'); } // -->

Jun 12,2002

chess chess

Round 9

The tournament was won by V. Bologan and J. Polgar who played each other in the last round. The grandmaster from Moldova equalised without any particular problems. Until Black’s twentieth move the opponents repeated the game Milos - Timman (Bali, 2000). The move 20... Qxe7 allowed Bologan to maintain an equality even sooner than was done in that game. Anatoly Karpov could have joined the leaders, he had an extra pawn and good winning chances in the game with P. Ricardi, but he ran out of time. Nigel Short, who defeated easily D. Flores, gained profit from Karpov’s disaster, having left him behind, and finished third. R. Leitao failed to overwhelm the defensive redoubts of F. Pierrot with White in the Petroff Defence and had to be content with a draw. The game Milov - Milos was the longest in the ninth round but was also drawn despite Milov’s violent efforts to win.

Karpov - Ricardi [A58]

1. d4 Nf6 2. c4 g6 3. g3 c5

P. Ricardi wants to exacerbate the play, avoiding a quiet variation of the King’s Indian or Gruenfeld Defences.

4. d5 b5

Black decided for the Volga Gambit. In this opening he gets good piece play on the queenside for a pawn, and simplifications usually don’t help White to achieve his extra pawn but only increase the potential of his opponent’s major pieces.

5. cxb5 a6 6. bxa6 Bxa6 7. Nc3 Bg7 8. Bg2 d6 9. Nf3 Nbd7 10. O-O

There was also a popular move 10. Rb1 with the idea that if 10... Nb6, then 11. b3.

10... Nb6 11. Nh4

11. Re1 is played more often.

11... O-O 12. Qc2 Qd7 13. Rd1 Bb7

14. a4!

A reinforcement. This move is more precise than 14. e4 which allowed White to simplify the position and put pressure upon White’s centre after 14... Na4 15. Nxa4 Rxa4 16. Bd2 e6.

14... Rfb8 15. e4 Ne8 16. b3 Nc7 17. Bb2 e6 18. dxe6 Qxe6

After 18... fxe6 19. f4 Black’s position was rather passive.

19. Rab1 Bc6 20. Ne2

White forces a favourable exchange of the dark-squared bishops.

20... Bxb2 21. Rxb2 Na6 22. Qc3

A tactical operation 22. Nd4 cxd4 23. Qxc6 Nb4 24. Qc1 d3 gave Black a strong play in the centre.

22... Nd7 

23. Nf3?! 

Here 23. Nf5! was very strong, and Black has big problems.

Ne5 24. Nf4 Nxf3+ 25. Qxf3 Qe5 26. Rbd2 c4

White’s pressure on the pawn d6 makes Black look for tactical defensive means.

27. bxc4

After 27. Rxd6 Rxb3 (in case of 27... cxb3? 28. Rxc6 b2 29. Rb1 White coped with the passed pawn, having an extra piece) 28. Qe2 Bxa4 (in case of 28... Bb7 29. Qxc4 Rb4 30. Qc2 Bxe4 31. Bxe4 Qxe4 32. Qxe4 Rxe4 33. a5 White had an extra pawn in a quiet position and real winning chances) 29. Qxc4 the game was reduced to one flank which made it more difficult to achieve the extra pawn. At the same time, in this line White had an easier play than in the continuation, chosen by A. Karpov, which allowed him to keep going until the time control and then to concern himself with achieving his advantage.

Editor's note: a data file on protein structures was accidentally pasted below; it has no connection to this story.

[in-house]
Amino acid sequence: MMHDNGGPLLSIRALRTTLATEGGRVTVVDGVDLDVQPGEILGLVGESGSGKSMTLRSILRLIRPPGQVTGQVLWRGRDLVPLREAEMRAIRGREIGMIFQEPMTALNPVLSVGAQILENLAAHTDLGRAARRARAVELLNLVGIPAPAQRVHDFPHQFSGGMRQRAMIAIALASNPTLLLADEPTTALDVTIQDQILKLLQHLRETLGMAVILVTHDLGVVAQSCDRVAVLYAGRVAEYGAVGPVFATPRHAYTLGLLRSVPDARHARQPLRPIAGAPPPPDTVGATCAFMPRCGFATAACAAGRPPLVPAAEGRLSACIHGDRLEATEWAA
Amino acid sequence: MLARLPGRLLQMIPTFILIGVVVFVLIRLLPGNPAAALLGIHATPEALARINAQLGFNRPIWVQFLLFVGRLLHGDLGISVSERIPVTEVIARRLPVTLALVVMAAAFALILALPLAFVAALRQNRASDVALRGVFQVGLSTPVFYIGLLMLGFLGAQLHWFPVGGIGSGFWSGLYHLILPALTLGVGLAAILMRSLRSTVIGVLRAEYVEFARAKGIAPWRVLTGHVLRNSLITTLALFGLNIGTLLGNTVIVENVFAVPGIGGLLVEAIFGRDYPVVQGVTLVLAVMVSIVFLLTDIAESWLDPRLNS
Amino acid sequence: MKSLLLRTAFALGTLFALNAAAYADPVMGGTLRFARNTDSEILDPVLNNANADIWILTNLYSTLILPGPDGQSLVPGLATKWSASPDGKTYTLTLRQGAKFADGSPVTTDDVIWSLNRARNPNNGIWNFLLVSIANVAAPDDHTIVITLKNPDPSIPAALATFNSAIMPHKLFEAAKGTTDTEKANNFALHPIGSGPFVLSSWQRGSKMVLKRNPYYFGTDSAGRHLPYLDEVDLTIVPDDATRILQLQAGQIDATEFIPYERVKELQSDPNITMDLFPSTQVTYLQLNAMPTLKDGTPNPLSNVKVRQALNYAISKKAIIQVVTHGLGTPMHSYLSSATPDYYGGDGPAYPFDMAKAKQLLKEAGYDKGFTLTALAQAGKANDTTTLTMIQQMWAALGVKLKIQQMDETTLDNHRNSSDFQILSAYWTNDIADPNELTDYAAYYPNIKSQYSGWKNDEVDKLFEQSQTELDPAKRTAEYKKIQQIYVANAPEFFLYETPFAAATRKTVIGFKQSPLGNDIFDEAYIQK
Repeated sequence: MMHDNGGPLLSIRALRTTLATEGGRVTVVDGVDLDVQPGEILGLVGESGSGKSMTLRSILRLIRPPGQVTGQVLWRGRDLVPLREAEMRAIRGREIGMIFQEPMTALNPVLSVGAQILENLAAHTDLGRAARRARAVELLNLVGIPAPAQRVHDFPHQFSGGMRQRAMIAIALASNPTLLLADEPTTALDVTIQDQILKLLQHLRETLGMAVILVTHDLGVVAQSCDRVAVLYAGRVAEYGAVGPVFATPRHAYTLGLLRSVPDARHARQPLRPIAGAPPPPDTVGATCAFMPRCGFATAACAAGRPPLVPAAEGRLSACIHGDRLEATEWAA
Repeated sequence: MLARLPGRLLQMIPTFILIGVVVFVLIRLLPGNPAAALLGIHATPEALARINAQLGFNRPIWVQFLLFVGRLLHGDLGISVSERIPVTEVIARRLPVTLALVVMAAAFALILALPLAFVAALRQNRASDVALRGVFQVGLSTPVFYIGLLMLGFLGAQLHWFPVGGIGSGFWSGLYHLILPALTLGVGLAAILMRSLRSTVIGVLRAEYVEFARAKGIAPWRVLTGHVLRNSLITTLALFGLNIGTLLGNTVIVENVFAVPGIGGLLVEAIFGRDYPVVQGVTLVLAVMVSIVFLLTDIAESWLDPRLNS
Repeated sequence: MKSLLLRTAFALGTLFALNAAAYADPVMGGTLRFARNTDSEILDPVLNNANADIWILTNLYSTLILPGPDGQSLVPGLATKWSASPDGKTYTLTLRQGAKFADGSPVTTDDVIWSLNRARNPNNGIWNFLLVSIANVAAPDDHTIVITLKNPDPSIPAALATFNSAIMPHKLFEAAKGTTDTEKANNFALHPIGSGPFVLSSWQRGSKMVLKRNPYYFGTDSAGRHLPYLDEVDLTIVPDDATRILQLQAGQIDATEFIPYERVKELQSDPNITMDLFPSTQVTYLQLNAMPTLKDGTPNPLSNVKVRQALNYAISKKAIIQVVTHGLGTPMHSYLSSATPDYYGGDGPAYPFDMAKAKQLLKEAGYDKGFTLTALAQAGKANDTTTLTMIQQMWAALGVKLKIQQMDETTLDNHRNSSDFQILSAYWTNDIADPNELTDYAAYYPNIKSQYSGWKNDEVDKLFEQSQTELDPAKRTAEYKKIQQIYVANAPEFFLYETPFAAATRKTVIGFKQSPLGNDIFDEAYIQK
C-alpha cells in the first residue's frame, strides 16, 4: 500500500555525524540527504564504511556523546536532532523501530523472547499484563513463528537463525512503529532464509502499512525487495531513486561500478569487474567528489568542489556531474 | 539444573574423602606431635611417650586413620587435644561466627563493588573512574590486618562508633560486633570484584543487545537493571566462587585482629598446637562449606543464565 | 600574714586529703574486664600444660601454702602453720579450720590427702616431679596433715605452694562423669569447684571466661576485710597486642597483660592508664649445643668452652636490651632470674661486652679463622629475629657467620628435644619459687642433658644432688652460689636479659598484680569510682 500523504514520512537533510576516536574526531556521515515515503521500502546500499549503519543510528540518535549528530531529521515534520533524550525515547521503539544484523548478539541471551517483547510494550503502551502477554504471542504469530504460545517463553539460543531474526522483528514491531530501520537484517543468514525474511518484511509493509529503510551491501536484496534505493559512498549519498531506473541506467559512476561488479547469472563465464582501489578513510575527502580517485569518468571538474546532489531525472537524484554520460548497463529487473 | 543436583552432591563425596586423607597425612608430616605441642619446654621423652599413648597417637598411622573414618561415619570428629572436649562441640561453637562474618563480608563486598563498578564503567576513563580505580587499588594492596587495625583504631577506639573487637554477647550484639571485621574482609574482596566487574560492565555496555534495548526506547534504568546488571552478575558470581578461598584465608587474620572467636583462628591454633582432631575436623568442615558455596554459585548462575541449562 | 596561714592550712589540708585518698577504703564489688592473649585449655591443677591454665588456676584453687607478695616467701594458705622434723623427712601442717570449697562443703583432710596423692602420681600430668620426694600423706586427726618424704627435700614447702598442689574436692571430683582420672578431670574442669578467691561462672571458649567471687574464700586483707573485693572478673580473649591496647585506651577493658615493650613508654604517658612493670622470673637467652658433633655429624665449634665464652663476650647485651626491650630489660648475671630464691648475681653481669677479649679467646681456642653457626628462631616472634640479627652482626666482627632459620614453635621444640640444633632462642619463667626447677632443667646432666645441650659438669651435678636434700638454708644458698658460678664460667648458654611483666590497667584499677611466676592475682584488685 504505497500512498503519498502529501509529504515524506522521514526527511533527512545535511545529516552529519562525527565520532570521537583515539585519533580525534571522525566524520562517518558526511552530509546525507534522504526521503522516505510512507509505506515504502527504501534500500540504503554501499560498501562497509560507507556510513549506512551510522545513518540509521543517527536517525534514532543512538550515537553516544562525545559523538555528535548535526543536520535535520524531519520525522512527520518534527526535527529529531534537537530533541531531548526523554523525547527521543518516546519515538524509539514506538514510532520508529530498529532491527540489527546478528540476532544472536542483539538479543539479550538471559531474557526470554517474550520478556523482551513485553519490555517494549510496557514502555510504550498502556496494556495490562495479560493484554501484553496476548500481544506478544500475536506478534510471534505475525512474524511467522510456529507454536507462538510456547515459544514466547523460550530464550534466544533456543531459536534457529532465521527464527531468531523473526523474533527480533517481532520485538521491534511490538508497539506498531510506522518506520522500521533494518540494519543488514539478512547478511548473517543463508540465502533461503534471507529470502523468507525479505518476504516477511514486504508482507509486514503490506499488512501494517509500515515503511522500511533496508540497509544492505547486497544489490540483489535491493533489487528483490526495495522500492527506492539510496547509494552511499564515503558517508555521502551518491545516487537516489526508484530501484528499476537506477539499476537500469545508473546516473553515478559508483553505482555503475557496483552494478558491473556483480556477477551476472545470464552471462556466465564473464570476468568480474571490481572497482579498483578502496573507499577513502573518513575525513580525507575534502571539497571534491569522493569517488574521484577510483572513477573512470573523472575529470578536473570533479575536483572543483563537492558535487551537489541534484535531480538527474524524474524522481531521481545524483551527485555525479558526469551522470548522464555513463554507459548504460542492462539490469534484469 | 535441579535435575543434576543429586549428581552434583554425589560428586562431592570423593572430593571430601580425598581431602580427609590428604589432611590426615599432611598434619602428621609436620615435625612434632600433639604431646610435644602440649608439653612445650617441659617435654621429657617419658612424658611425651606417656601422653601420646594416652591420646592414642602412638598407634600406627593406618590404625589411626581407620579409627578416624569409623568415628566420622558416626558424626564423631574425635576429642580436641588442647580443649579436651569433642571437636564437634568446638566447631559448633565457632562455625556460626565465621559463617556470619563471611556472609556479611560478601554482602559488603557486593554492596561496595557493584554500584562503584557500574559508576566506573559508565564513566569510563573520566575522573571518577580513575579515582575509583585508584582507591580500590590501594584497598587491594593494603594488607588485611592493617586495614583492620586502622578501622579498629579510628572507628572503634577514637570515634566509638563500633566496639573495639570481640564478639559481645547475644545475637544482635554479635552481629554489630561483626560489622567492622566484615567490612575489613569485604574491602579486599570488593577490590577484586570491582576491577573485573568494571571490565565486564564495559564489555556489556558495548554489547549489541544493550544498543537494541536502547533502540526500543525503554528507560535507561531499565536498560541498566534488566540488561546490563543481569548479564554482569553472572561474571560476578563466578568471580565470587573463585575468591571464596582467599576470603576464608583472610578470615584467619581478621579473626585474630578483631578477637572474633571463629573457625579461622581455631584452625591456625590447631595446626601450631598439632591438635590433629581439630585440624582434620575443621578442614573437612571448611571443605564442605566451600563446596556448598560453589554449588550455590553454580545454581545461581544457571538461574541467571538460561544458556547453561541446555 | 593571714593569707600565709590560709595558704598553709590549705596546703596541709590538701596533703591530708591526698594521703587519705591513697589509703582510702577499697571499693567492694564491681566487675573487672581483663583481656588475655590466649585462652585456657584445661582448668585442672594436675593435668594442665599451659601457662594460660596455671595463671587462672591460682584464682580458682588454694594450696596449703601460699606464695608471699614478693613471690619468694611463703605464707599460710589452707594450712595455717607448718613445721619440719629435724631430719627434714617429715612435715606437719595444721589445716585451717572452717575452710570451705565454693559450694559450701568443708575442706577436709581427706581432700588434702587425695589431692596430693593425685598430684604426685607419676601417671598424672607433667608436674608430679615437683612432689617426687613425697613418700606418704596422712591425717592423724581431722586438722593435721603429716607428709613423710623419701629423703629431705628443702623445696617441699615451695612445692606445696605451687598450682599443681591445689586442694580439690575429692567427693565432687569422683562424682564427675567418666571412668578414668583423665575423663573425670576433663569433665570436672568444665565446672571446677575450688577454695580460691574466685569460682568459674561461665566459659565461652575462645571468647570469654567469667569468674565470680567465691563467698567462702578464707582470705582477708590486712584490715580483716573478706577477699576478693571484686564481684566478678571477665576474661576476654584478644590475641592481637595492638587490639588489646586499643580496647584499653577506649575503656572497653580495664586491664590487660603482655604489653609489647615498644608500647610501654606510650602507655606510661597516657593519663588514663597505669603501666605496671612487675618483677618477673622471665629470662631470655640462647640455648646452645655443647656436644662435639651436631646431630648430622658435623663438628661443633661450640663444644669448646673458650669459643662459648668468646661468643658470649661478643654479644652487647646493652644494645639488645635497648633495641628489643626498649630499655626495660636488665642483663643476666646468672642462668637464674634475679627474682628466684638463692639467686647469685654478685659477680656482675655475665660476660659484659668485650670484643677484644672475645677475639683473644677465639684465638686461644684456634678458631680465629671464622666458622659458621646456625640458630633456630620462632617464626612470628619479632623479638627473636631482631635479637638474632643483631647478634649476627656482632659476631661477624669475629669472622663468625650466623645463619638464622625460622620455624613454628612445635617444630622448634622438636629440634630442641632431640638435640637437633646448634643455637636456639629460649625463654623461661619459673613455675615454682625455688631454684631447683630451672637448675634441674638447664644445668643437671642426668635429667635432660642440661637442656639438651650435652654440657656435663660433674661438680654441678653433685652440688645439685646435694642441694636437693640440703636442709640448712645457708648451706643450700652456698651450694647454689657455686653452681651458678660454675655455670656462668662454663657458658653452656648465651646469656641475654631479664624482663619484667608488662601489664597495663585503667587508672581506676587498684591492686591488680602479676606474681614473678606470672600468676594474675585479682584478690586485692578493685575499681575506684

27... Bxa4 28. Re1 Nc5 29. Rd5 Qe7

30. Qe2

White missed a good chance to increase his advantage. After 30. e5! there was no 30... Bc6 because of 31. Qd1! Bxd5 32. Nxd5 Qf8 33. exd6, making Black’s position far from enviable.

30... Bc6 31. Rd2 Ra4 32. Nd5

White allows an exchange of his knight which decreases his winning chances to some extent. Probably 32. Red1!? complied better with the position, because after 32... Nxe4 (no 32... Bxe4? because of 33. Nd5 Qe5 34. Bxe4 Nxe4 35. Qxe4!) 33. Rxd6 Qb7 34. R6d4 White’s extra passed pawn supported his winning chances, whereas after 34. Rxc6 Qxc6 35. Bxe4 Qxc4 36. Qxc4 Rxc4 the play with two minor pieces and all pawns on a single flank was much more difficult.

32... Bxd5 33. Rxd5 Nd7 34. Red1 Ne5 35. Rxd6 Nxc4 36. R6d4 Rb2 37. Qd3 Qf6

After 37... Ne5 38. Qc3 Raa2 39. Rd8+ Kg7 40. R8d2 Black’s active pieces got exchanged.

38. f4

After 38. Rd8+ Kg7 39. Qd4 Qxd4 40. R8xd4 Rc2 41. Bf1 Nb2 42. R1d2 (weaker was 42. Rxa4 Nxd1 43. f4 Ne3 44. Bh3 h5, forcing White to exchange his bishop for the black knight) 42... Rxd4 43. Rxc2 Nd3 44. f4 White still had some winning prospects.

38... Qb6 39. Kh1 0-1 White ran out of time.

Despite White’s extra pawn a correct play of the weaker side should have brought to a draw owing to the forced line 39... Ne3! (no 39... Raa2? because of 40. Rd8+ Kg7 41. Qc3+ Kh6 42. g4!, Black’s king suffering a very strong attack) 40. Qxe3 Rxd4 41. Qxd4 Qxd4 42. Rxd4 Rb1+ 43. Bf1 Rxf1+, leading to a defensible rook endgame with four pawns by White against three by Black.

"He who fears an isolated queen's pawn should give up chess". Siegbert Tarrasch

"The most powerful weapon in chess is to have the next move"! David Bronstein.

Best view in IE5.0 and above
© 2000-2001 GMChess. All rights reserved.
Back to Top | Home Page | About | Our Policies | E-Mail | Site Map